Showsight July 2020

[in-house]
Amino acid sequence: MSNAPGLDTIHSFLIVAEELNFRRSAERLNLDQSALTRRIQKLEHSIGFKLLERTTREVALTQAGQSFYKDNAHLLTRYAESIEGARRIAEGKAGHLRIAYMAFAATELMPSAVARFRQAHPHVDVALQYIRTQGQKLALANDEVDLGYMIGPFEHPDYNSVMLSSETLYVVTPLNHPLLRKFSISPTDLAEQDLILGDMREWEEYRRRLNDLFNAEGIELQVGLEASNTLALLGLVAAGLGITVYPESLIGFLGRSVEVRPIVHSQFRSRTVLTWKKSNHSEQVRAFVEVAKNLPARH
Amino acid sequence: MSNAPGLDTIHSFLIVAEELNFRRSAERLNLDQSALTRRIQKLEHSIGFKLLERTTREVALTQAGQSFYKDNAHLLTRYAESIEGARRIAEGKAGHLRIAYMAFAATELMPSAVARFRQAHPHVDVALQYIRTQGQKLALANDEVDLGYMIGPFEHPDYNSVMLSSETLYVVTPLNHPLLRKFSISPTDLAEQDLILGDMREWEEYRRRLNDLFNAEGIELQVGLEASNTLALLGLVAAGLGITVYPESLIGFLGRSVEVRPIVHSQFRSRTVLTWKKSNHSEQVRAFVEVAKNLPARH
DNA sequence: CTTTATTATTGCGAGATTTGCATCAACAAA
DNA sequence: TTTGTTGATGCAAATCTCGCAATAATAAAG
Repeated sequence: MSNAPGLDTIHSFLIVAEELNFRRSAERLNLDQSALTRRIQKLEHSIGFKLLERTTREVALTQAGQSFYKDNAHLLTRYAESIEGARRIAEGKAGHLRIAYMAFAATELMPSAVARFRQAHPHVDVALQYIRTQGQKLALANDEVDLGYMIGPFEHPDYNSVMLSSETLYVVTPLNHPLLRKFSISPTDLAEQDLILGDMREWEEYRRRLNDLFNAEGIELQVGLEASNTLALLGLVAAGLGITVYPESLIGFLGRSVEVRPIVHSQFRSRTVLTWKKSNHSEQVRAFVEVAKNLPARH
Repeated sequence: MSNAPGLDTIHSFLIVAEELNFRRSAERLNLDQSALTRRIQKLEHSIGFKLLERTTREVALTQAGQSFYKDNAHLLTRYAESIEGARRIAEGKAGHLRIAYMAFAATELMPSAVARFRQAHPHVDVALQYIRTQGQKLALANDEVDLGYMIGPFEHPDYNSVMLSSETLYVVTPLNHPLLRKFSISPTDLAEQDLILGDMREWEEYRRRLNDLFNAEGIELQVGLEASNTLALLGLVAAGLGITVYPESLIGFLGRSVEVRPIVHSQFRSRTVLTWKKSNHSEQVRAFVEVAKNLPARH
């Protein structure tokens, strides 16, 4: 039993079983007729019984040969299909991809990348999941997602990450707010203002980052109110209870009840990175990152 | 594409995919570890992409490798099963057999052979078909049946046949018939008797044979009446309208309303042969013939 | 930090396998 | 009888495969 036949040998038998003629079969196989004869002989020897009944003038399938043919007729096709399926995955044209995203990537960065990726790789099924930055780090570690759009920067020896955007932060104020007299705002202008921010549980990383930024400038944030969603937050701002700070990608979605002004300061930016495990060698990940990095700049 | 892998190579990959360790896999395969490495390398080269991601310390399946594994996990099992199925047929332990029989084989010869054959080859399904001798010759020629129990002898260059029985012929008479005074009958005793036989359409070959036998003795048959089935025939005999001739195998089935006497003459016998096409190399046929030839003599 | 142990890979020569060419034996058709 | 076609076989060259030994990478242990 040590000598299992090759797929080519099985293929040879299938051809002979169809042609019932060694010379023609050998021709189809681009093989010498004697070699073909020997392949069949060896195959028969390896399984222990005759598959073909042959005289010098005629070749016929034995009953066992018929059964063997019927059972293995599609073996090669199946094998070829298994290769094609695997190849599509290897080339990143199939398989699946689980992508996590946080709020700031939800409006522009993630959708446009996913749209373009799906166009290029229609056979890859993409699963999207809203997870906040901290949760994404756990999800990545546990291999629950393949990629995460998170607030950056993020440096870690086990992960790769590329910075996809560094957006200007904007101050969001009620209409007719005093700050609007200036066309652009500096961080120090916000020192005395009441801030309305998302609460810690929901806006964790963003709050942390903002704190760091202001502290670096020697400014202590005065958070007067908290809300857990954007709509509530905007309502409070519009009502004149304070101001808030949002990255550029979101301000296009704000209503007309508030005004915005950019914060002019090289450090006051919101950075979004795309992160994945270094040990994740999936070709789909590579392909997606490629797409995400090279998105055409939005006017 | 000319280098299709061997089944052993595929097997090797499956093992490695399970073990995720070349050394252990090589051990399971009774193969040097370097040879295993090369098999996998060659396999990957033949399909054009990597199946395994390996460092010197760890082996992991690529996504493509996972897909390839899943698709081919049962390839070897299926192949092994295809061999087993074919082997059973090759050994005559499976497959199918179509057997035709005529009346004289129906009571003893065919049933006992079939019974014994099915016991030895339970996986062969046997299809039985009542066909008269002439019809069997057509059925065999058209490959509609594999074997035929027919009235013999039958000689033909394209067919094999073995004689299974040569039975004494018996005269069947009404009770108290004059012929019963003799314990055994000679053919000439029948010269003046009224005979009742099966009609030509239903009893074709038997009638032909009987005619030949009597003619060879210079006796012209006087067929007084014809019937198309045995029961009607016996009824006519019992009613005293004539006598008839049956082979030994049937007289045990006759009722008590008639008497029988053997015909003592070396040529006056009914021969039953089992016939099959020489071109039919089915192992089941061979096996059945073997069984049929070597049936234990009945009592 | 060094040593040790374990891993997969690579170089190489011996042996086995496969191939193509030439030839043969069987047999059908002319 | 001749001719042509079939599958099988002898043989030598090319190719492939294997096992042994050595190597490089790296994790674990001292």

Where did you grow up? I grew up most of my teen years and beyond in Waverly, Iowa. We lived in town, but had a row crop farm in Rudd, Iowa. Do you come from a doggy family? If not, how did the interest in breeding and showing pure- bred dogs begin? I always had dogs in my life and I come from a hunting and fishing family. We had mostly Beagles for rabbit hunting and Labs for duck and pheasant hunting. I was kennel help at a local vet as soon as they would let me and have always had some kind of pet. I had a large aquarium, parakeets, hamsters and a cat, but by far my favorites were our dogs. I also spent a lot of time on my cousin’s dairy farm and loved bottle feeding the calves. They also had pigs so I learned how to cut tails and teeth which I hated! I always knew I would live on a farm with as many animals as possible. I met my husband, Scott, in my junior year of high school. He is a farm boy and loves ani- mals, too. He had a Border Collie, a German Shepherd, and raised ducks for an FFA project. His family tractor pulled and row crop farmed a lot of acres. We married in 1989 and soon purchased acreage and started raising a niche breed of beef cattle. Our first purebred dog was “Silvi,” a beautiful Weimaraner, that we bred to a male from Daroco Kennel. Years later we realized that was [professional handler] Doug Carlson’s mom. Our Weimaraners were field, sport and family companions. We raised them for 15 years. Our breeding and nutrition knowledge comes from our cattle background. The breed we raised had some special needs for selenium and other minerals and due to pure lack of quantity, we did a lot of embryo transfer and artificial insemination to produce full-blood breed stock Belgian Blue cattle. These are high-yielding, fast-finishing cattle that are lower in fat and cholesterol than chicken. With a small gene pool to pull from, breeding could be a challenge to achieve a good cross without being too close and line breeding, because in livestock you don’t go as close as you do with dogs to avoid complications. We bred cattle for more than 30 years and did show. I did most of our vet work myself, we had many champions and our main bull was a top all-time producer. Scott is also a certified cattle judge. We find so many things from our cattle background that translate to the care, nutrition and breeding of dogs. A large animal has to have proper skeletal structure to last and to do its job for years


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